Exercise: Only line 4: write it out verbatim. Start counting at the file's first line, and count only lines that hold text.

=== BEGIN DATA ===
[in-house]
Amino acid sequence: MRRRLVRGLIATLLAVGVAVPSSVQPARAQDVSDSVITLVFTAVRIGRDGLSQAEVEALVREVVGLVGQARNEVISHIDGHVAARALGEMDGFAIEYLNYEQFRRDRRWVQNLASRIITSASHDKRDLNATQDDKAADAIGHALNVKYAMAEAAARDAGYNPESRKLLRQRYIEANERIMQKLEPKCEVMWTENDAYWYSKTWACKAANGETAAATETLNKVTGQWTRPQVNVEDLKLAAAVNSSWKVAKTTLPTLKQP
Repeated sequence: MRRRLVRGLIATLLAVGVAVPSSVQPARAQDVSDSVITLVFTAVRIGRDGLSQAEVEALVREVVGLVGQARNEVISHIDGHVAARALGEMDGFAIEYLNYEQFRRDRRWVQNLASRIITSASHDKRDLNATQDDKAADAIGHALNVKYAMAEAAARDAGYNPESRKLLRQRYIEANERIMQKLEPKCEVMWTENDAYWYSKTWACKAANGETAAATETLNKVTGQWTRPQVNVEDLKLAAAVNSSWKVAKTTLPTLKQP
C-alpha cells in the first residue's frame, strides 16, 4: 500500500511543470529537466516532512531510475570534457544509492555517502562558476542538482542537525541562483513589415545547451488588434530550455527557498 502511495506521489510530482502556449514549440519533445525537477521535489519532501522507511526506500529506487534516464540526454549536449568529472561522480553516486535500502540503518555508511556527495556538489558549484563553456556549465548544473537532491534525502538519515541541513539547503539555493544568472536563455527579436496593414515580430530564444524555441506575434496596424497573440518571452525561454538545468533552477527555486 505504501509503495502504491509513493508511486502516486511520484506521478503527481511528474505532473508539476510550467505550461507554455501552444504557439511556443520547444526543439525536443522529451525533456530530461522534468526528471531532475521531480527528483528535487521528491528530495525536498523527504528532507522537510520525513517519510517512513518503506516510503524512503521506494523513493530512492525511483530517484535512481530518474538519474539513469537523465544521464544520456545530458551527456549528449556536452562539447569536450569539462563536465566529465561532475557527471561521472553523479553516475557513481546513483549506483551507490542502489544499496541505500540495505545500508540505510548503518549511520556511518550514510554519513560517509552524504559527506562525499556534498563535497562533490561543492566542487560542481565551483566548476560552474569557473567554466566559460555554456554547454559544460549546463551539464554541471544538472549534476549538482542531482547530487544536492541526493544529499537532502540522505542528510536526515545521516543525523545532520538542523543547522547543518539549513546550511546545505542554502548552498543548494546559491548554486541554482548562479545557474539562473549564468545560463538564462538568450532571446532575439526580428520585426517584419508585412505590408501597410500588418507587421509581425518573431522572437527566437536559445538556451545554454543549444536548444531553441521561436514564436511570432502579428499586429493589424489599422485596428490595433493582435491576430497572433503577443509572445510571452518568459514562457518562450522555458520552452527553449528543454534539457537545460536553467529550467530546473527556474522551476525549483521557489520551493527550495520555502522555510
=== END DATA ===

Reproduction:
C-alpha cells in the first residue's frame, strides 16, 4: 500500500511543470529537466516532512531510475570534457544509492555517502562558476542538482542537525541562483513589415545547451488588434530550455527557498 502511495506521489510530482502556449514549440519533445525537477521535489519532501522507511526506500529506487534516464540526454549536449568529472561522480553516486535500502540503518555508511556527495556538489558549484563553456556549465548544473537532491534525502538519515541541513539547503539555493544568472536563455527579436496593414515580430530564444524555441506575434496596424497573440518571452525561454538545468533552477527555486 505504501509503495502504491509513493508511486502516486511520484506521478503527481511528474505532473508539476510550467505550461507554455501552444504557439511556443520547444526543439525536443522529451525533456530530461522534468526528471531532475521531480527528483528535487521528491528530495525536498523527504528532507522537510520525513517519510517512513518503506516510503524512503521506494523513493530512492525511483530517484535512481530518474538519474539513469537523465544521464544520456545530458551527456549528449556536452562539447569536450569539462563536465566529465561532475557527471561521472553523479553516475557513481546513483549506483551507490542502489544499496541505500540495505545500508540505510548503518549511520556511518550514510554519513560517509552524504559527506562525499556534498563535497562533490561543492566542487560542481565551483566548476560552474569557473567554466566559460555554456554547454559544460549546463551539464554541471544538472549534476549538482542531482547530487544536492541526493544529499537532502540522505542528510536526515545521516543525523545532520538542523543547522547543518539549513546550511546545505542554502548552498543548494546559491548554486541554482548562479545557474539562473549564468545560463538564462538568450532571446532575439526580428520585426517584419508585412505590408501597410500588418507587421509581425518573431522572437527566437536559445538556451545554454543549444536548444531553441521561436514564436511570432502579428499586429493589424489599422485596428490595433493582435491576430497572433503577443509572445510571452518568459514562457518562450522555458520552452527553449528543454534539457537545460536553467529550467530546473527556474522551476525549483521557489520551493527550495520555502522555510